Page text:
An international Schneider Electric career in supply chain operations

An international Schneider Electric career in supply chain operations

 November 26, 2021

Erica is an expert within Schneider Electric's Global Supply Chain, including operational leadership and managing the end-to-end Engineer To Order (ETO) processes. Her job role is to manage the production of Genie Evo, primary switchgear & OKKEN, low voltage switchgear in Leeds, UK.

Erica holds a Bachelor’s degree in Mechanical Engineering in Brazil and a Master’s degree in Physics, Nanotechnology in Hungary.

Erica shares her experiences working in various roles at Schneider Electric, from intern to manager in Hungary and the UK.

Studying alongside her job at Schneider Electric

Erica joined Schneider Electric as a new graduate in a "somewhat unorthodox" way. After graduating with a mechanical engineering degree in Brazil in 2016, Erica decided to do a master's degree in Nanotechnology in Budapest, Hungary, due to fewer career options in Brazil. And it was this move that led her to Schneider Electric. After three months living and working in Budapest, Schneider Electric offered Erica an engineering internship position via a recruiter on LinkedIn. 

Working 24 hours a week, Schneider Electric gave Erica the flexibility to study alongside her job. "Needless to say, I felt grateful to have their support for completing my studies," she explains.

Training from managers and peers

In the first few months, Erica received training in Industrial Engineering under Supply Chain. She was coached in a learning-on-the-job approach from managers and peers in the business. In that same year, she entered an internal competition for Millennials in the Global Supply Chain, Equipment and Transformers business unit, where she worked in groups to suggest improvement ideas for Schneider Electric.

"At the outcome of this competition, the teams met with our business unit leaders, they listened to our ideas and we finalized a 1 on 1 meeting to discuss career and development plans. In the following year, I attended a workshop on women leadership, and they offered me a full-time position in the UK, covering my work visa," Erica adds.

A supportive leadership culture 

For Erica, the best thing about Schneider Electric's culture is the support and empowerment she receives from managers.

"They are true leaders, they take time to train me on the factory processes and give me clear responsibilities, demonstrating that my work accounts for our deliverables. Their recognition of my contributions, even if limited at the beginning as I was still learning, is one of the major reasons I choose to stay at Schneider Electric. They help build my confidence, skills and believe that I can achieve more," she says.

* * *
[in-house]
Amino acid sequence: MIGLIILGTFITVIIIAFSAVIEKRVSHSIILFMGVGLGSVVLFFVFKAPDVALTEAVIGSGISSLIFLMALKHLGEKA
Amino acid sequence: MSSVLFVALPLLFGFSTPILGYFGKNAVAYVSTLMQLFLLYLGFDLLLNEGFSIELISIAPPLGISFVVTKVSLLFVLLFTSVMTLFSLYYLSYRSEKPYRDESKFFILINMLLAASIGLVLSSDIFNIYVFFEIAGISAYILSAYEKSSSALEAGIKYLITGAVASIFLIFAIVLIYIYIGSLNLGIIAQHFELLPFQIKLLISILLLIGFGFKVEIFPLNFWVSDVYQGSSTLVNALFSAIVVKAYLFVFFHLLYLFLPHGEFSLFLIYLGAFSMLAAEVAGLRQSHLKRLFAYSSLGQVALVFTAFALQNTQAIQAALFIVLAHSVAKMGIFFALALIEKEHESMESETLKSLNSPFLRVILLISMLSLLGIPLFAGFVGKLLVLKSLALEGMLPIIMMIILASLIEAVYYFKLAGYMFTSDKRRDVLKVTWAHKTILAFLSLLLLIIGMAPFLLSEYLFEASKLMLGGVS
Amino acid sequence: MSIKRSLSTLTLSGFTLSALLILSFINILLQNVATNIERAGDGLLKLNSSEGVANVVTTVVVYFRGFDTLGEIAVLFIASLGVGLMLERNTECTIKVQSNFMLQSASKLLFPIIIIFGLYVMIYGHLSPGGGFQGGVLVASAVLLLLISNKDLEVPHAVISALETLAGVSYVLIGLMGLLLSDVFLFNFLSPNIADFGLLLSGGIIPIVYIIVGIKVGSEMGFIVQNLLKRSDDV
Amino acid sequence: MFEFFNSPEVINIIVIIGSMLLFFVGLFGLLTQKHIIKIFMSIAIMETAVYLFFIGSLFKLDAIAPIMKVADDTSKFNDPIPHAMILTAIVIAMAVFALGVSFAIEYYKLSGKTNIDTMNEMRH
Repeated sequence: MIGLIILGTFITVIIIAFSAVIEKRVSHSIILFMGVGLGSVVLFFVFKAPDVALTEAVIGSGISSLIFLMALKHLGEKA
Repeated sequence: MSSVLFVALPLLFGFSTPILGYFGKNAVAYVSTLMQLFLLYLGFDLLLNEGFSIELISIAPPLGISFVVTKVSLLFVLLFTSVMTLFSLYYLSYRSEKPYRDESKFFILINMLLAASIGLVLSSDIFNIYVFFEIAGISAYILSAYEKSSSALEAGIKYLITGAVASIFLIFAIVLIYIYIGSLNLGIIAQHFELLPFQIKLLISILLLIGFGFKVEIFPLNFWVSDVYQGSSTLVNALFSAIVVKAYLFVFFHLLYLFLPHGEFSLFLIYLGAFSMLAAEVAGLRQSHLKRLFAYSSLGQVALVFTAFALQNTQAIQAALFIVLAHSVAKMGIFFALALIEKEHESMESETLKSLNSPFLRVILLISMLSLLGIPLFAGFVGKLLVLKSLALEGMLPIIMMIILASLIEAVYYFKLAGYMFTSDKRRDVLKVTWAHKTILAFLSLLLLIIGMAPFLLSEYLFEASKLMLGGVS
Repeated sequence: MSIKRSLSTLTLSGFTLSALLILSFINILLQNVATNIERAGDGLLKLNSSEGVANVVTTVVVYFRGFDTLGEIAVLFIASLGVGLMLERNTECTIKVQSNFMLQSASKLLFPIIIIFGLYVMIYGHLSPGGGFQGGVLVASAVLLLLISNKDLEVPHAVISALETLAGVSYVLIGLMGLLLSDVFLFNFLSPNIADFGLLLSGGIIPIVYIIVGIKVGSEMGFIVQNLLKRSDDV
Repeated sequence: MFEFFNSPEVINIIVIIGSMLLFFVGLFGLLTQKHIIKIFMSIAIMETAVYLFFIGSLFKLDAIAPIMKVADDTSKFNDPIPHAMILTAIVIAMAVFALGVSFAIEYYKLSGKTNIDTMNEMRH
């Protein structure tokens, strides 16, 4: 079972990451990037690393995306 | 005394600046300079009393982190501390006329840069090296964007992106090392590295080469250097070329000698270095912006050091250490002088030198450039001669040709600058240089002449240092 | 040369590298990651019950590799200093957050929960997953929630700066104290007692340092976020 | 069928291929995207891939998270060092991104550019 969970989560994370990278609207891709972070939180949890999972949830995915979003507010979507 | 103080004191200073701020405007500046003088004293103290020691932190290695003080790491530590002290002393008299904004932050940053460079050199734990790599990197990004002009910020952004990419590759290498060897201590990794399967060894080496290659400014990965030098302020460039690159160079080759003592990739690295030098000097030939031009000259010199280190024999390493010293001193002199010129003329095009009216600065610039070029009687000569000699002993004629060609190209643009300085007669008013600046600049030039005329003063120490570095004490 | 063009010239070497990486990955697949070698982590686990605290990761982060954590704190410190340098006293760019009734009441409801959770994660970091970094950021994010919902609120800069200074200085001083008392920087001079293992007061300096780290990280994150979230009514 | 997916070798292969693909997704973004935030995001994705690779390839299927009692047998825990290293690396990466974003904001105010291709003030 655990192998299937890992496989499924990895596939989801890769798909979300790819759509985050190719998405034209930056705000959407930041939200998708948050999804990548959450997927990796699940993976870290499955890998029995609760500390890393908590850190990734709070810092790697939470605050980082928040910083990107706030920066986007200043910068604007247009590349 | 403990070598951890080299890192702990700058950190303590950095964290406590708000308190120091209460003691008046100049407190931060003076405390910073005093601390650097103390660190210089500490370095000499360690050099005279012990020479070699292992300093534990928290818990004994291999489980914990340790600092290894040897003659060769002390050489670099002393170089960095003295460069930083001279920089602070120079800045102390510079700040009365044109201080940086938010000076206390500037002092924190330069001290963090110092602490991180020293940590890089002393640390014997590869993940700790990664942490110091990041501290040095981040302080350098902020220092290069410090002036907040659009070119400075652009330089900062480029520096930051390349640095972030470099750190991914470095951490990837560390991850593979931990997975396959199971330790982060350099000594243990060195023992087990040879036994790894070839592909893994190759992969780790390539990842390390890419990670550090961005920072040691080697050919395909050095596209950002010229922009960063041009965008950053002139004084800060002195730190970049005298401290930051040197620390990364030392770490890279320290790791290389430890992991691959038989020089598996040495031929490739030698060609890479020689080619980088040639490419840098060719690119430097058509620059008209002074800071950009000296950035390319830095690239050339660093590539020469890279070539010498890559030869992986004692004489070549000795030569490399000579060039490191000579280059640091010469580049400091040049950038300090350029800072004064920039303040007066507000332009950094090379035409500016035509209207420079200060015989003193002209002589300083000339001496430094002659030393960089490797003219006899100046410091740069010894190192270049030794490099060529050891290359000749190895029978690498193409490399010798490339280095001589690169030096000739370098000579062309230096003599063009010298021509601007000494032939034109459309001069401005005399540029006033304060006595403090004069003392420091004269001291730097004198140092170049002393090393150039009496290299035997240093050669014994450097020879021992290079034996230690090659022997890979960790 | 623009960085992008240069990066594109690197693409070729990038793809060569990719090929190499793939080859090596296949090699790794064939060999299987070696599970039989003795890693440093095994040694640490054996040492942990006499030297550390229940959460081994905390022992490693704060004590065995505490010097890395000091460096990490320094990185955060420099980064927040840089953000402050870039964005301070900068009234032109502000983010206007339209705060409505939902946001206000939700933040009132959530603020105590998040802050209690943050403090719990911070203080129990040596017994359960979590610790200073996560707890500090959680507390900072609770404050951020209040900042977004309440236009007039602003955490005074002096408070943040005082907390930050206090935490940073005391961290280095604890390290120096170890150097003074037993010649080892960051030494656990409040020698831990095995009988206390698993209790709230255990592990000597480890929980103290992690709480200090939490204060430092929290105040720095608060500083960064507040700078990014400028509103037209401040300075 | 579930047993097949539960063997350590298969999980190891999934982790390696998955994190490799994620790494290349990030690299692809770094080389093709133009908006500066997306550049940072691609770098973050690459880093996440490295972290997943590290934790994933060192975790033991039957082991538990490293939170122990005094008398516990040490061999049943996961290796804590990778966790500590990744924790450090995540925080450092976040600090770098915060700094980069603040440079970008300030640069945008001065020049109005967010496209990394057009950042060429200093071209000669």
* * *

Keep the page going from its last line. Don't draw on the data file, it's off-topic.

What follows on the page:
Don't be afraid to ask questions

After completing her master’s degree, Erica relocated to Leeds, the UK, in March 2020. "Admittedly, I felt intimidated by their English, experience, and knowledge, but I didn’t let anyone see. I started to blend in, to learn their ways of working, and I kept focused on not being afraid of reaching out to people and asking – what in my head were – stupid questions," she says.

Erica's most important pieces of advice for new graduates: don’t be afraid to ask questions. "I know you will feel sorry to bother others with your questions, but how fast you learn and your success in a company depends highly on that," she adds.

Achieving leadership goals

After a few months in the UK working as an Industrial Performance Leader, Erica drafted her development plan and presented it to her managers, which led to her next career move: to become a process manager, an important step towards her primary ambition to become a plant manager.

"At first, I honestly thought I was nowhere near ready for a leadership role. My managers supported me to work on the gaps, and in January 2021, I became the manager of one of the production lines in the Leeds factory, with a team of around 80 people," says Erica.

Advice to graduates

Working in Global Supply Chain Operations and specifically in an Engineer-to-Order facility offered Erica a great opportunity to learn the in-depth mechanisms of the supply chain, each of its support functions, and the harmony among them needed to create the best products for Schneider Electric customers.

Erica finishes with final advice for new graduates: "Starting your career in Supply Chain operations can be one of the greatest foundations for a career in Engineering."

"There is the opportunity to learn multiple topics within the supply chain or specialize in one of them. Lastly, take advantage of the opportunities and put your best efforts into them so that soon after, you will no longer feel like a new graduate," she concludes.


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